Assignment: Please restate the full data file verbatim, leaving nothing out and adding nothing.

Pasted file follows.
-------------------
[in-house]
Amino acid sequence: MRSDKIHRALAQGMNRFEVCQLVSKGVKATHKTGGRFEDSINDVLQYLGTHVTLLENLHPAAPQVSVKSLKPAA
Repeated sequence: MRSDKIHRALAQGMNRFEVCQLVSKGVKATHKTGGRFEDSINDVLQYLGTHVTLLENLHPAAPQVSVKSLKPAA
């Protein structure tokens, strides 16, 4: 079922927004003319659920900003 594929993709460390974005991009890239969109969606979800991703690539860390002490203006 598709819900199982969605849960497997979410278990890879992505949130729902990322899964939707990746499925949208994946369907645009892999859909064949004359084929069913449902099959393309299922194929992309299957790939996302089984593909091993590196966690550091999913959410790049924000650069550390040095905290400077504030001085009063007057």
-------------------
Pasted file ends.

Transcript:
[in-house]
Amino acid sequence: MRSDKIHRALAQGMNRFEVCQLVSKGVKATHKTGGRFEDSINDVLQYLGTHVTLLENLHPAAPQVSVKSLKPAA
Repeated sequence: MRSDKIHRALAQGMNRFEVCQLVSKGVKATHKTGGRFEDSINDVLQYLGTHVTLLENLHPAAPQVSVKSLKPAA
């Protein structure tokens, strides 16, 4: 079922927004003319659920900003 594929993709460390974005991009890239969109969606979800991703690539860390002490203006 598709819900199982969605849960497997979410278990890879992505949130729902990322899964939707990746499925949208994946369907645009892999859909064949004359084929069913449902099959393309299922194929992309299957790939996302089984593909091993590196966690550091999913959410790049924000650069550390040095905290400077504030001085009063007057």